Alex Jones Caught Committing Perjury, Lied About Sandy Hook to Make Money
Alex Jones’ Lawyers Accidentally Sent Full History of Texts to Sandy Hook Lawyer
Alex Jones Perjury? Sandy Hook Parents' Lawyer Says Infowar Host's Texts Were Sent to Him by Mistake
Alex Jones, InfoWars founder and conspiracy theorist, has been caught in a massive, years-long lie. Jones infamously started the lucrative conspiracy theory that the 2012 Sandy Hook massacre, which left 26 people, including 20 children, dead, was a hoax.
Jones, who has repeatedly lied that the Sandy Hook shooting was a hoax, has already been found liable in defamation cases brought by families of the victims. However, new evidence brought to light during his defamation trial confirms that Jones knew Sandy Hook was a real massacre, but chose to continue touting conspiracy theories for viewer rates and profit. The texts and emails from his phone show that Jones was making $800,000 dollars per day at the height of his claims.
Neil Heslin and Scarlett Lewis, the parents of Jesse Lewis, who was six years old when he was killed in the 2012 massacre, are seeking damages of up to $150m from Alex Jones as well as from his company – Free Speech Systems LLC for propagating the idea that Sandy Hook was a hoax.
When presented with the evidence in court, which seems to have been accidentally turned over by Jones’ lawyers, Jones appeared flabbergasted.
This was the exchange between Jones and prosecutors during the defamation trial: "12 days ago, your attorneys messed up and sent me an entire digital copy of your entire cell phone with every text message you've sent for the past two years ... and that is how I know you lied to me when you said you didn't have text messages about Sandy Hook," said Mark Bankston, the attorney for Sandy Hook victims' families, Wednesday in court.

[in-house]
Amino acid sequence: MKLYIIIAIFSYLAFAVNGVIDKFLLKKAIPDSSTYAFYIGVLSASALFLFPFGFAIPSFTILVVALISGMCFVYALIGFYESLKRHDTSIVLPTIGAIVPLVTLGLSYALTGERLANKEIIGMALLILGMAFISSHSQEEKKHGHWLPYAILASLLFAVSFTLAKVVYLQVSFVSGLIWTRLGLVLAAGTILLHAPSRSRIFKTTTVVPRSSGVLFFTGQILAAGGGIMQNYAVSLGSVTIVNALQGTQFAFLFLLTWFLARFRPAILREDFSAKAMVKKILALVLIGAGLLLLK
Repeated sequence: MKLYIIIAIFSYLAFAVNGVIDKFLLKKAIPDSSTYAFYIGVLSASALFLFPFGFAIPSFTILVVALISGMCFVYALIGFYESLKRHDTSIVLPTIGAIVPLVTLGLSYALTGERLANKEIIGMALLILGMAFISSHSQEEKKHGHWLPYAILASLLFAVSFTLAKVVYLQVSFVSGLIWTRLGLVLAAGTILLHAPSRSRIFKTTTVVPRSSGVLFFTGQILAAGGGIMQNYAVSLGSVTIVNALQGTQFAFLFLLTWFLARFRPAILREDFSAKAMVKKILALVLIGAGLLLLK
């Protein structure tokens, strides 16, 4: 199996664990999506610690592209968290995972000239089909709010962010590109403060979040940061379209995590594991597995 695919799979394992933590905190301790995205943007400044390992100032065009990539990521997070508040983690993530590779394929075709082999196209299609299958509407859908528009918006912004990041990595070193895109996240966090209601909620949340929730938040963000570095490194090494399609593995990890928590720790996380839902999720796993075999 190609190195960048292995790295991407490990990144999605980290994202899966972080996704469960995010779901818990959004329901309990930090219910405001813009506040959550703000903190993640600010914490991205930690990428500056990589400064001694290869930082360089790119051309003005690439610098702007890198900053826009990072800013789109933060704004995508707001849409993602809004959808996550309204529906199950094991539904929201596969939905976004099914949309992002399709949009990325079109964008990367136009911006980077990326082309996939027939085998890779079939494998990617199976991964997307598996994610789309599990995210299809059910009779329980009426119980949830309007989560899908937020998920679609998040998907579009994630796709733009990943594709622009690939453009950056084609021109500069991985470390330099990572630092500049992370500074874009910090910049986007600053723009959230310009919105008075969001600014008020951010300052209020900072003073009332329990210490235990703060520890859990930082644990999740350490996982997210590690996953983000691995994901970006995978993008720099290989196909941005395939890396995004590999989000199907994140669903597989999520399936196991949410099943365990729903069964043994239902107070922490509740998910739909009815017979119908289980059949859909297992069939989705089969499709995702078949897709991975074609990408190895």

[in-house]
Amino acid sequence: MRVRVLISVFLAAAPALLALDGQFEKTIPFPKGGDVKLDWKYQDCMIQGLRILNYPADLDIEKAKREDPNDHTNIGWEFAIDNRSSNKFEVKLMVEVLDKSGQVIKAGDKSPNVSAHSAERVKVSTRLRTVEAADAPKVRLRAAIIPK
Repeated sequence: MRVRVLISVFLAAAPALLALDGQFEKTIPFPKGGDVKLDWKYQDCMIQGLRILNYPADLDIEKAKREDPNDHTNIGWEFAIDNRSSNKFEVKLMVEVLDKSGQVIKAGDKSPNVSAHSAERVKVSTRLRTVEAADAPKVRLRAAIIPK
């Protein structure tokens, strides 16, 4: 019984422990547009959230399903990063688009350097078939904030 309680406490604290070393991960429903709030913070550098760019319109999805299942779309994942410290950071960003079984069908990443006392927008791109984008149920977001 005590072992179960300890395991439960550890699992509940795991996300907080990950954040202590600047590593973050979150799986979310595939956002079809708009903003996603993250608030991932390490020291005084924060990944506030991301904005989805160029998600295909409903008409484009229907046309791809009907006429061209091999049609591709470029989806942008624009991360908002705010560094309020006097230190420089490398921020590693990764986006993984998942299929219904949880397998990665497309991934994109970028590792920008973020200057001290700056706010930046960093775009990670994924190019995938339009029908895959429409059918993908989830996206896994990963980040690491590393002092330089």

"You know what perjury is, right?" he said. "You testified under oath previously that you personally searched your phone for the phrase 'Sandy Hook' and there were no messages."
"We asked for all emails and you told us [under oath] you don't use email and there are no emails about Sandy Hook," Bankston continued. Jones responded by saying he quit using email before Sandy Hook.
"There are emails that you've sent to your lawyers, your staff and others concerning your business operations that we requested for, Sandy Hook, other topics that have been requested in this lawsuit," Bankston said after showing Jones a document with his email address.
The court will decide how much Jones has to pay them in damages.
Read about the pending lawsuits against Alex Jones and Infowars.
What Else Has Jones Lied About?
Jones was heavily involved in the lead-up to the January 6th Capitol attack. He helped obtain at least $650,000 from Julie Fancelli, an heiress to the Publix grocery chain and Infowars fan, to pay for a pro-Trump rally that preceded the attack on the Capitol. Of that money, $200,000 was deposited into one of Jones' business accounts, according to the U.S. House’s committee to investigate the Jan. 6 attack.
On his Infowars broadcast that day, Jones told his supporters, “This is the most important call to action on domestic soil since Paul Revere and his ride in 1776.” And at the Capitol, Jones used a bullhorn to excite crowds by chanting, “Stop the steal!”
He also has strong ties to individuals arrested in the attack on the Capitol, including Joe Biggs, a former Infowars staffer and a leader of the far-right group Proud Boys.
In late January this year, Jones told Infowars listeners he was questioned in front of the House committee and said he invoked his Fifth Amendment right to remain silent “almost 100 times.”